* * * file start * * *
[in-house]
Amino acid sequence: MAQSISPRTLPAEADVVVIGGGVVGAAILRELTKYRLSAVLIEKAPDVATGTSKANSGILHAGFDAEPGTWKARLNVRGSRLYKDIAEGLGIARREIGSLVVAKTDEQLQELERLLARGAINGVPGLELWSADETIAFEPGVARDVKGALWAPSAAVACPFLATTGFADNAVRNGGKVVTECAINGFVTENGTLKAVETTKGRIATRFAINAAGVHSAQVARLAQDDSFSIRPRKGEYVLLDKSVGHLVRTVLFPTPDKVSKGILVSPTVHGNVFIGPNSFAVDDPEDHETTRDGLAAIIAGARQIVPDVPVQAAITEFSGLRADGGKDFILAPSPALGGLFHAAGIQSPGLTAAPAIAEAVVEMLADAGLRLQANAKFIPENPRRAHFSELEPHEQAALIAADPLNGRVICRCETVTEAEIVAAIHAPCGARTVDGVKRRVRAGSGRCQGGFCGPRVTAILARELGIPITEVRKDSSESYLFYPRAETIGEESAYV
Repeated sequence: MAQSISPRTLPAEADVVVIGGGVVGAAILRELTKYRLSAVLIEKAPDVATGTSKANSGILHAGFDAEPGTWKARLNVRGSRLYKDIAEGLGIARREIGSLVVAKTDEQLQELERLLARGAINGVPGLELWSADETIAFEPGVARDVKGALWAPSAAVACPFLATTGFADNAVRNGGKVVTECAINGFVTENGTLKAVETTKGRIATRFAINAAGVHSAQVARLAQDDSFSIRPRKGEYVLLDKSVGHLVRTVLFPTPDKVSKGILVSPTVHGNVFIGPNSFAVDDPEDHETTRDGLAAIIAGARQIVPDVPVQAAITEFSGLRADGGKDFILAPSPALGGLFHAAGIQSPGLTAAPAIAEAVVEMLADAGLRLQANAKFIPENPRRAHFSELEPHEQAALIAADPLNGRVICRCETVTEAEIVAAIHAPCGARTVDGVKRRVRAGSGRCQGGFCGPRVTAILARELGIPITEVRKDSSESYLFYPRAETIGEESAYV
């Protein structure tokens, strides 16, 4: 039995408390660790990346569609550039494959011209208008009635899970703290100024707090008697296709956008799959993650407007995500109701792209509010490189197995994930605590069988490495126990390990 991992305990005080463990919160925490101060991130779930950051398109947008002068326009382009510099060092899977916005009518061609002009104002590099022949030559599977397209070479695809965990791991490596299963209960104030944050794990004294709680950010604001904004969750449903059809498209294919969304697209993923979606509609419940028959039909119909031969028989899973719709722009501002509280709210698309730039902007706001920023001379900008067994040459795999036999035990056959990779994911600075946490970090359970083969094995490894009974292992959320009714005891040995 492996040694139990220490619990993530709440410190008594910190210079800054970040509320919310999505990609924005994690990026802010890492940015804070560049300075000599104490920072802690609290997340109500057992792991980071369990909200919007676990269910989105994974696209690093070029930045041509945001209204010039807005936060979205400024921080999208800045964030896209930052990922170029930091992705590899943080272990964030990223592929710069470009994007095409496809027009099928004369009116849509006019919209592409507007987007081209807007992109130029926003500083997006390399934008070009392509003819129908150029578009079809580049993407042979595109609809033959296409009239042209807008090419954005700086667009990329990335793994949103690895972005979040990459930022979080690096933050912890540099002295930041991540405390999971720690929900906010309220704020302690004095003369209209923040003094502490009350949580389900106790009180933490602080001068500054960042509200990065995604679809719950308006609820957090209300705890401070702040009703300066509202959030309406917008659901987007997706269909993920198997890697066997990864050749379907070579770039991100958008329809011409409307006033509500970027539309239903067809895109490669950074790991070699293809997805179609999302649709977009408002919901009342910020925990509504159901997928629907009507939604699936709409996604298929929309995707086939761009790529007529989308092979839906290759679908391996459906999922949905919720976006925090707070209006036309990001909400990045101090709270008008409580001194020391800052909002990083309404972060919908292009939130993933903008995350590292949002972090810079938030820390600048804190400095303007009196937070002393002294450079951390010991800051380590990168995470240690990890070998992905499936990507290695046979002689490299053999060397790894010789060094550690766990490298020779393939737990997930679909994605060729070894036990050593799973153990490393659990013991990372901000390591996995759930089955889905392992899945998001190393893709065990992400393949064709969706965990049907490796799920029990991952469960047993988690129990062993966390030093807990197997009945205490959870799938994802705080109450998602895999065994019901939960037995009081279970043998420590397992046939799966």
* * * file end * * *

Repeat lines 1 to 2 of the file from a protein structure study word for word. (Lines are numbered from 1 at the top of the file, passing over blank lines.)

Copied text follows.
[in-house]
Amino acid sequence: MAQSISPRTLPAEADVVVIGGGVVGAAILRELTKYRLSAVLIEKAPDVATGTSKANSGILHAGFDAEPGTWKARLNVRGSRLYKDIAEGLGIARREIGSLVVAKTDEQLQELERLLARGAINGVPGLELWSADETIAFEPGVARDVKGALWAPSAAVACPFLATTGFADNAVRNGGKVVTECAINGFVTENGTLKAVETTKGRIATRFAINAAGVHSAQVARLAQDDSFSIRPRKGEYVLLDKSVGHLVRTVLFPTPDKVSKGILVSPTVHGNVFIGPNSFAVDDPEDHETTRDGLAAIIAGARQIVPDVPVQAAITEFSGLRADGGKDFILAPSPALGGLFHAAGIQSPGLTAAPAIAEAVVEMLADAGLRLQANAKFIPENPRRAHFSELEPHEQAALIAADPLNGRVICRCETVTEAEIVAAIHAPCGARTVDGVKRRVRAGSGRCQGGFCGPRVTAILARELGIPITEVRKDSSESYLFYPRAETIGEESAYV